Are there special settings to use a "regular" external flash? I have a Canon Speedlite 430ex II flash from a previous camera, and when I try to shoot with it, it fires fine (so, it is in the shoe far enough), but completely overexposes everything. I was hoping "auto" mode would just work, but clearly I'm missing something.

Some setting of "the flash plugged in is way stronger than the dinky little pop-up flash, react accordingly"?


2 Answers 2


The good news is your camera and flash work together in sync. This is thanks to ISO standards about hotshoe dimensions and electronic communication.

The bad news is your camera, other than telling the flash when to fire, can't communicate with your flash.

The Sony multi-interface hotshoe has all the contacts for communicating with a Sony HLV flash at the back of the the hotshoe, where the edge of the flash's foot would be. Your Canon 430EXII doesn't have any contacts there. It's using four other pins on the face of the foot. Where the RX10 has no contacts.

The sync pin is the one in the middle (where the hotshoe of the camera is), and ground is the rails and those side-contacts above the foot on the flash. That's why the sync signal gets through. But without the other signals, the flash is firing at full power all the time.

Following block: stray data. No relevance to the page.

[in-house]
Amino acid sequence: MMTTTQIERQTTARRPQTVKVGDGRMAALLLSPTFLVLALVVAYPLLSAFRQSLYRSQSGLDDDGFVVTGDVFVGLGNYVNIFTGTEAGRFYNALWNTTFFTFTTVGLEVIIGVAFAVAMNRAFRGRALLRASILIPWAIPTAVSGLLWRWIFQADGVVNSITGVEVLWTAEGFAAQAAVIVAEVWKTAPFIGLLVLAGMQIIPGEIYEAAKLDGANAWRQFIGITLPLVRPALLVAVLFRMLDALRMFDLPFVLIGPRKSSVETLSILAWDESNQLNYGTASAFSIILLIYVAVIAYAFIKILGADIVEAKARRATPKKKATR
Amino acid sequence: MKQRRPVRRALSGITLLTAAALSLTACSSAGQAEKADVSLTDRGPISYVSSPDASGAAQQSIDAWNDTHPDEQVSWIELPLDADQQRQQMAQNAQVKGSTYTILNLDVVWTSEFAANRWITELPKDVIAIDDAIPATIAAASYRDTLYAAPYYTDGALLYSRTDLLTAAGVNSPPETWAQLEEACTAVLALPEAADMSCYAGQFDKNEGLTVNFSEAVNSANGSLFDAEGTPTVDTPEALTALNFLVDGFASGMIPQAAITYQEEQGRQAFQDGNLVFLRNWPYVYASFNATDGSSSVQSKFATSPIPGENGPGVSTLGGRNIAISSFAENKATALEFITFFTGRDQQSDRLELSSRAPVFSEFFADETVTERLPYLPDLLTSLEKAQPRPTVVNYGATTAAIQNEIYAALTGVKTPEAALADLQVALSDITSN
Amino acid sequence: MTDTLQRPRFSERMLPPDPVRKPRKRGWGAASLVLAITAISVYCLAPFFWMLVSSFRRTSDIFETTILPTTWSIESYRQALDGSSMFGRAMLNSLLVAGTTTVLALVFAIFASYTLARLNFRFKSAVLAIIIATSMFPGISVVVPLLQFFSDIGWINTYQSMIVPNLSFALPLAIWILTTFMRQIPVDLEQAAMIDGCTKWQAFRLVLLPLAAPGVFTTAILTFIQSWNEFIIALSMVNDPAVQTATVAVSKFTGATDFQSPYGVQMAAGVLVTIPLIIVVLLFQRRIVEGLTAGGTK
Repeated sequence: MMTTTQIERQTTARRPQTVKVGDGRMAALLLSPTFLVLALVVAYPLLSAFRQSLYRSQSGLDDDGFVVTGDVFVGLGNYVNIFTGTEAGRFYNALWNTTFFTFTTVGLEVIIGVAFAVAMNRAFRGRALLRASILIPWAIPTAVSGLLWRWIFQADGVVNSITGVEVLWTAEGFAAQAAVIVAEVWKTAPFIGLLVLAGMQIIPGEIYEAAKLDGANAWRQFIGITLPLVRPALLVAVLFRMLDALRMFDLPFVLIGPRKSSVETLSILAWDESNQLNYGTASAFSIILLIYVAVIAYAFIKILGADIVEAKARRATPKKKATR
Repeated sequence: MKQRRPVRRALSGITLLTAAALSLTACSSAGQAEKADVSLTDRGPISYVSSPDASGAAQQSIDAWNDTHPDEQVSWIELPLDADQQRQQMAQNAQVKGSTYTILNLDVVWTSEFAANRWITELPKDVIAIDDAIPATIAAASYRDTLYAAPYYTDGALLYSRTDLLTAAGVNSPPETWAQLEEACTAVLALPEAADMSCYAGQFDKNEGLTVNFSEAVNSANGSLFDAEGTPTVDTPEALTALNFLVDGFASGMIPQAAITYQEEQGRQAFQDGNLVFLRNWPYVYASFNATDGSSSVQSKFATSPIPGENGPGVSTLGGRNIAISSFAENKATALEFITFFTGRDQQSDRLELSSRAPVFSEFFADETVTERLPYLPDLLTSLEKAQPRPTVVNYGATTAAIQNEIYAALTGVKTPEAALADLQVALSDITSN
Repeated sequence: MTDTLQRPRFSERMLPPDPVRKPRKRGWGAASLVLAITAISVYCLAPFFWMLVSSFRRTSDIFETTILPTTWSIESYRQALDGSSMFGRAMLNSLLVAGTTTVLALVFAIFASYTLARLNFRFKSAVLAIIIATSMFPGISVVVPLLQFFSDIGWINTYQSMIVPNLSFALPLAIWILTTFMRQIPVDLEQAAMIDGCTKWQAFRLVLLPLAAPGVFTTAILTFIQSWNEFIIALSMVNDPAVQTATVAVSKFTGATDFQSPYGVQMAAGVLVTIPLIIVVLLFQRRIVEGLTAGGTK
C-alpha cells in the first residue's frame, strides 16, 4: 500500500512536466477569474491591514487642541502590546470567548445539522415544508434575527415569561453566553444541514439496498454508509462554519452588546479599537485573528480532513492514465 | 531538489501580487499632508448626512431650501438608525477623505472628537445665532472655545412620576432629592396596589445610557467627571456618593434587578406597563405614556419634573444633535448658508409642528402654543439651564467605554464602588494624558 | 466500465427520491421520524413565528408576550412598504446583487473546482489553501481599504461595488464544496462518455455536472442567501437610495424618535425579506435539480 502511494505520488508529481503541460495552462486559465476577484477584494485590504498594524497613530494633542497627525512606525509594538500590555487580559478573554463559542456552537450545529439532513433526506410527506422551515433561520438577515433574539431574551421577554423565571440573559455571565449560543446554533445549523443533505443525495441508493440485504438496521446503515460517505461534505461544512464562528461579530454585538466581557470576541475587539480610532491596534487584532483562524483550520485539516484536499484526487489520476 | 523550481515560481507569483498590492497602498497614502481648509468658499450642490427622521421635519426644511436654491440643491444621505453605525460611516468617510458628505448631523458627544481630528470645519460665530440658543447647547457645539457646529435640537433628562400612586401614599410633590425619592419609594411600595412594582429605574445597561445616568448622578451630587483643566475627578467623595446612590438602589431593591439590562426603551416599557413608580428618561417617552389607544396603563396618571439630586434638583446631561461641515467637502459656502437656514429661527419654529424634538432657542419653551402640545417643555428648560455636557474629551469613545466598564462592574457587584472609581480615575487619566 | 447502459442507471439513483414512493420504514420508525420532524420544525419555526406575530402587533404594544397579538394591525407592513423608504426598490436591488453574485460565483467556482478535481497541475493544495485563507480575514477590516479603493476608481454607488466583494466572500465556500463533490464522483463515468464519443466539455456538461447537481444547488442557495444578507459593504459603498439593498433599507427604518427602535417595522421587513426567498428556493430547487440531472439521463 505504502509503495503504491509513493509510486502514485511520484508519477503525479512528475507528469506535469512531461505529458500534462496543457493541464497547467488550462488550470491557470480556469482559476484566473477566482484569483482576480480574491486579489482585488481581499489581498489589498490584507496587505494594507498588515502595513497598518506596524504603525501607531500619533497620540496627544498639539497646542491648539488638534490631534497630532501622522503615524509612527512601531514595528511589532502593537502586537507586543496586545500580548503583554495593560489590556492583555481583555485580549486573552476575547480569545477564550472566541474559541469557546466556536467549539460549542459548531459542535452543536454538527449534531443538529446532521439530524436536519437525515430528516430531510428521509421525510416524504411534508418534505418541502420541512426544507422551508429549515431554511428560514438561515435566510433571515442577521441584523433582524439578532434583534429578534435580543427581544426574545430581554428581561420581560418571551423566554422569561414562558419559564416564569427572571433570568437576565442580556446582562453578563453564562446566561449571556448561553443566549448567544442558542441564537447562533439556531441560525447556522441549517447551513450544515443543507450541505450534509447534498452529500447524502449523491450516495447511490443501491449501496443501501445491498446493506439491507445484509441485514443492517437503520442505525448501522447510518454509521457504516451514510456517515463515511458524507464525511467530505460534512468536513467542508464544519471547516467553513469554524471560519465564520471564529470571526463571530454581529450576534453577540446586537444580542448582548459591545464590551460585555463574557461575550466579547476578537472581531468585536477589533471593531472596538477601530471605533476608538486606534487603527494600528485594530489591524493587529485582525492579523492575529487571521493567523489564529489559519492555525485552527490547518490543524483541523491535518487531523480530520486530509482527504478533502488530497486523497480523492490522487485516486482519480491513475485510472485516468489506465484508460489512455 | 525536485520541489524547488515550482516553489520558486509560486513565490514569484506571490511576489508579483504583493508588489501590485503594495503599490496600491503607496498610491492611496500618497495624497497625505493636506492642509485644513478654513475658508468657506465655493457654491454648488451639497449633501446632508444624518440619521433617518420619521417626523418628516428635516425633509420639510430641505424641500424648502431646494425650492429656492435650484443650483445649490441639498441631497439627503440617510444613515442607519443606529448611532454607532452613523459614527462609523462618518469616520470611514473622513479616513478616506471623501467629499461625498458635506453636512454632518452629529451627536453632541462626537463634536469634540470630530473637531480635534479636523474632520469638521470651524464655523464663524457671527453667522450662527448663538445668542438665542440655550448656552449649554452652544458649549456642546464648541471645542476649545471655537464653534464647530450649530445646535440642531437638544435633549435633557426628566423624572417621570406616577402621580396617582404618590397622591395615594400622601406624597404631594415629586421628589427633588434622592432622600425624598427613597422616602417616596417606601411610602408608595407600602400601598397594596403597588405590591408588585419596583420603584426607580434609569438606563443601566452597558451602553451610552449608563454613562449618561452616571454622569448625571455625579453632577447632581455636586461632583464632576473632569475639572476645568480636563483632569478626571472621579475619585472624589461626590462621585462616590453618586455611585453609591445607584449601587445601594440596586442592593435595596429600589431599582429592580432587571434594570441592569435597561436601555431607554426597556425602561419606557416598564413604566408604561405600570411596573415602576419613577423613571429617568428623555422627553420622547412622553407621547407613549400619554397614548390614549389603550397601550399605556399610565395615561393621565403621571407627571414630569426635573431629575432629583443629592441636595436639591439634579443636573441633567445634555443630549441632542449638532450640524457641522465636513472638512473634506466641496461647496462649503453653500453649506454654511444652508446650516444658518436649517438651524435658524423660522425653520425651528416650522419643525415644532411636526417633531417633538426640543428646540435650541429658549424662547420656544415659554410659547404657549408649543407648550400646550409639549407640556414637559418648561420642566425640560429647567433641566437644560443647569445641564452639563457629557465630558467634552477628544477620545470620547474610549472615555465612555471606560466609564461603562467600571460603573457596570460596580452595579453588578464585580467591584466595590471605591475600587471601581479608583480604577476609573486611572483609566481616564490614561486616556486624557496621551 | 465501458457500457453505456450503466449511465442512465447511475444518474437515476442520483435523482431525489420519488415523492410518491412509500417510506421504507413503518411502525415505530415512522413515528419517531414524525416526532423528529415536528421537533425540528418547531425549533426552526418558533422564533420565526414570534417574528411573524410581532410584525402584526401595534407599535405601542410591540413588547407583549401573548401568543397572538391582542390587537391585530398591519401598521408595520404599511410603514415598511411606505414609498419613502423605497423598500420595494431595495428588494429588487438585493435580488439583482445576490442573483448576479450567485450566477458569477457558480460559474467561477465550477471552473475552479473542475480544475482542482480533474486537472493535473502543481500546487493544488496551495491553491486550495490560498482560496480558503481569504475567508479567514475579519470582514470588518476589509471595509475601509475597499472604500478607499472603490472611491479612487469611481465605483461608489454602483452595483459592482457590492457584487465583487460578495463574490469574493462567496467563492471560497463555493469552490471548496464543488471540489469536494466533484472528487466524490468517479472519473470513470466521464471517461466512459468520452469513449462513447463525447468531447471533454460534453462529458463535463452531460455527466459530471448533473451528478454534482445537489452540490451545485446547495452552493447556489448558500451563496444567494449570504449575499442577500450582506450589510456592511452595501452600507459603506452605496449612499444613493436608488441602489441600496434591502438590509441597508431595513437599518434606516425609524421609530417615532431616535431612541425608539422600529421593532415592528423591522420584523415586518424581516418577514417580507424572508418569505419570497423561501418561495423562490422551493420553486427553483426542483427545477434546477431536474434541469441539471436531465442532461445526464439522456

You have to put the 430EXII into M mode, and then explicitly set the power level you want, using the flash's controls and LCD display. And to know which power level to use, you either have to be good with guide numbers, or willing to shoot a test shot, chimp, adjust, and reshoot to figure it out. I tend to start at 1/4 power as the "happy medium" and adjust accordingly.

footnote: if you had a 580EXII/600EX-RT/600EX-RT II, the external sensor could be used to automate power setting by putting the flash into Auto.M mode, and then feeding in the iso and aperture settings being used. Also, if you had a high-end Nikon flash (SB-800/900/910), you could use Auto mode in a similar manner. Autothyristors can still be useful.

If you really want a full function flash with TTL/HSS and all the bells and whistles, you may want to blow the bucks on a different flash that speaks the Sony flash protocol with a multi-interface foot.


This is to be expected. Without proprietary communication, the camera doesn't know anything like what you suggest with the flash plugged in is way stronger than the dinky little pop-up flash, react accordingly. You will be best off operating your camera in the M exposure mode with fixed settings, and correspondingly changing the power of the Canon flash manually in its manual mode.

This sounds intimidating, but it's not really that hard. For typical indoors, I suggest starting at a shutter speed of ¹⁄₁₆₀th or so, ISO 400, and aperture f/5.6. Take a test shot, and adjust the flash power up or down to suit. You probably want the flash to be at about half power (for faster recharge and less overheating), so you can also change the ISO and aperture as necessary.

Changing the shutter speed won't affect the exposure, unless you make it long enough that the ambient light comes into play. Usually, it's just the short flash burst. Your camera has a somewhat unique advantage, in that it can sync even at the fastest shutter speeds, which is pretty nifty if you are trying to kill the ambient and take flash photos in broad daylight.

But, in any case, if you don't want to deal with any of that, I'd suggest trading it in for a Sony-specific flash.


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